Using Raygun’s automatic Python error tracking with Flask

Earlier this week we received an email from a user requesting a sample of how to hook up a Flask web app to Raygun, and get automatic error tracking – we were more than happy to oblige!

For the uninitiated, Flask is a micro web framework for Python with a simple core that’s easy to dive in to. It has all the expected goodies: a dev server/debugger, a templating engine (Jinja2), route specifying as Decorators on methods, sessions, unicode, etc. The Hello World is pretty minimal:

import sys
from flask import Flask

app = Flask(__name__)

@app.route('/')
def index():
        return 'Hello, world!'

Where the micro part comes in is it doesn’t include tons of extras you may not need resulting in it being incredibly lightweight and usable out-of-the-box. For instance, it doesn’t include an ORM by default, but there’s Flask-SQLAlchemy if you want one – or you could replace the templating system (e.g. with Mako).

Sending Flask errors to Raygun

The framework also has nice exception handing support, where you can place a decorator on a method that gets passed the HTTP status code you want to handle. Within these, you can use our official Raygun4PY provider to send the error object to the Raygun API. Here’s a complete example that will catch runtime exceptions:

import sys
from flask import Flask
from raygun4py import raygunprovider

app = Flask(__name__)

raygun = raygunprovider.RaygunSender("paste_your_api_key_here")

@app.route('/')
def hello_world():
        raise StandardError("A Flask Error")
        return "I won't be hit"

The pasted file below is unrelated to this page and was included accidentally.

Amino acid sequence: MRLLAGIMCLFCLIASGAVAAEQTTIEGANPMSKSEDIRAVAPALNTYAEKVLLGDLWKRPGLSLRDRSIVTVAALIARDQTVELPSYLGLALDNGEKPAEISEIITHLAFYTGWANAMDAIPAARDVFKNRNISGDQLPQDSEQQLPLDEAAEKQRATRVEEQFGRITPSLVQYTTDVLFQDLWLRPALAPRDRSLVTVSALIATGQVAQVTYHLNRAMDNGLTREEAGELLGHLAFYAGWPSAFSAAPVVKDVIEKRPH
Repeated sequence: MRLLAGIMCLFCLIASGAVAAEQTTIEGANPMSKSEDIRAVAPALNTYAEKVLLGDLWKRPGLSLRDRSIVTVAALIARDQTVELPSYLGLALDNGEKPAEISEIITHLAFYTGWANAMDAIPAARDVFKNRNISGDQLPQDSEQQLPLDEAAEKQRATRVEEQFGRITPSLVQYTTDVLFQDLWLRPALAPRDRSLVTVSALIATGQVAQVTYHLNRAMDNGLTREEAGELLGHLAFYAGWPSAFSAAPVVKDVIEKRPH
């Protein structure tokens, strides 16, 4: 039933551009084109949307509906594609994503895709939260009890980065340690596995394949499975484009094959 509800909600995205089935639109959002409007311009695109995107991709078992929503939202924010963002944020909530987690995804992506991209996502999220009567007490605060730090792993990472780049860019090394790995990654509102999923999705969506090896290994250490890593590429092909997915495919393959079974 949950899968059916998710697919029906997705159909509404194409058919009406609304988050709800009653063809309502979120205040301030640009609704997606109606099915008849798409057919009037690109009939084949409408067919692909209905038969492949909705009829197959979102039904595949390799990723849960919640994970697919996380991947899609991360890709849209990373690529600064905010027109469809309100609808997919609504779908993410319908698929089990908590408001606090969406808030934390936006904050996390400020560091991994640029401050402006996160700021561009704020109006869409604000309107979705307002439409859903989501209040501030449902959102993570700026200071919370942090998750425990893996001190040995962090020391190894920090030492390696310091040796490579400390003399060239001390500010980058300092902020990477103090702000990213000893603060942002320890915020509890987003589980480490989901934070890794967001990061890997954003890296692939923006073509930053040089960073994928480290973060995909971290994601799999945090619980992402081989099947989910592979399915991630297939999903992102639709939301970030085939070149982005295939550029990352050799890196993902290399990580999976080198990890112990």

@app.errorhandler(500)
def internal_error(error):
        send_exception()
        return 'I will be hit due to a 500 error: ' + error.args[0]

def send_error_to_raygun():
        err = sys.exc_info()
        raygun.send_exception(err[0], err[1], err[2])

if __name__ == '__main__':
        app.run()

Picking up 404 routing errors and having them sent to Raygun is just as easy:

@app.errorhandler(404)
def not_found(error):
        send_exception()
        return 'Page Not Found'

Python error tracking

If you use Django for your Python web development needs, there’s also a third-party provider available here as a Django middleware. And you can of course use the vanilla Raygun4PY provider anywhere, from local scripts to networked applications.

Got a Raygun account already, and want to hook your Python app up to it? You’ll find the steps detailed in your Raygun dashboard once you create a new app. If you haven’t yet created an account, click here to start your 30-day free trial, no credit card needed. And if you’d like us to create other samples for your favorite framework, let us know in the comments below!